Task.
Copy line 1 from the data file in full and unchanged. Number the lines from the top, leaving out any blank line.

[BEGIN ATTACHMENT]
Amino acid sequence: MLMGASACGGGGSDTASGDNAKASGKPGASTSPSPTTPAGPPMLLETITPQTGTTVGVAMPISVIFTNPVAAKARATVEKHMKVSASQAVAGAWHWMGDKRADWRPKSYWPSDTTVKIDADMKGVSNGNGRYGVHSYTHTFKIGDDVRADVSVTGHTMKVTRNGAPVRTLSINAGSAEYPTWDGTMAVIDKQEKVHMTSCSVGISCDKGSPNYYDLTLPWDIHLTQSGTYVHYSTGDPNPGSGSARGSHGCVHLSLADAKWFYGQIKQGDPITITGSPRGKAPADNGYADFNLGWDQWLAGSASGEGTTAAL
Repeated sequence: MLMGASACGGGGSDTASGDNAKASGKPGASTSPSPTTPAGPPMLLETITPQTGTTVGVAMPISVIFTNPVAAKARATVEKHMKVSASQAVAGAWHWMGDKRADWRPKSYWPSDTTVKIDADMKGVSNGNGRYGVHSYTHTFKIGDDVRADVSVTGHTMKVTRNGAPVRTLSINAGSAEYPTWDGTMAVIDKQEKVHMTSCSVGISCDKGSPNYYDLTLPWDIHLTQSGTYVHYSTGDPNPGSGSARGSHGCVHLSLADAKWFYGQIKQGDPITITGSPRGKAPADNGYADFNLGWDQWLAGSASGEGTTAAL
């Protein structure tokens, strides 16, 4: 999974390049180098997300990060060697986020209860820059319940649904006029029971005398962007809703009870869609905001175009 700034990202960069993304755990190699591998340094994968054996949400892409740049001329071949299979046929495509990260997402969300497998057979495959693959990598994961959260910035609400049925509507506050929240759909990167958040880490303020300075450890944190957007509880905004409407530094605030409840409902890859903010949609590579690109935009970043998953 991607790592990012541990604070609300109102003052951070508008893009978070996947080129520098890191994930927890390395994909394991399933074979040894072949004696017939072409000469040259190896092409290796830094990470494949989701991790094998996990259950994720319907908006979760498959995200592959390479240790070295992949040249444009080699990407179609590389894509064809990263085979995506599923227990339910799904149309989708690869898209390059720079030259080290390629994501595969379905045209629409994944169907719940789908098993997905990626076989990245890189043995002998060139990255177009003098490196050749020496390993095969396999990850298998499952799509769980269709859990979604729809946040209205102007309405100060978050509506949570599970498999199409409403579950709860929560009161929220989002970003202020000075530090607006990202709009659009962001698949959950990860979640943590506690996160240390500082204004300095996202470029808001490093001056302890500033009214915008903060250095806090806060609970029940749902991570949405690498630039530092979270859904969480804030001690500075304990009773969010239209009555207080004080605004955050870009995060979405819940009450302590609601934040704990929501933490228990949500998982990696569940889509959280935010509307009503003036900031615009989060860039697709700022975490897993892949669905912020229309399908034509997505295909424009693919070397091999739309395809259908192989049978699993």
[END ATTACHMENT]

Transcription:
Amino acid sequence: MLMGASACGGGGSDTASGDNAKASGKPGASTSPSPTTPAGPPMLLETITPQTGTTVGVAMPISVIFTNPVAAKARATVEKHMKVSASQAVAGAWHWMGDKRADWRPKSYWPSDTTVKIDADMKGVSNGNGRYGVHSYTHTFKIGDDVRADVSVTGHTMKVTRNGAPVRTLSINAGSAEYPTWDGTMAVIDKQEKVHMTSCSVGISCDKGSPNYYDLTLPWDIHLTQSGTYVHYSTGDPNPGSGSARGSHGCVHLSLADAKWFYGQIKQGDPITITGSPRGKAPADNGYADFNLGWDQWLAGSASGEGTTAAL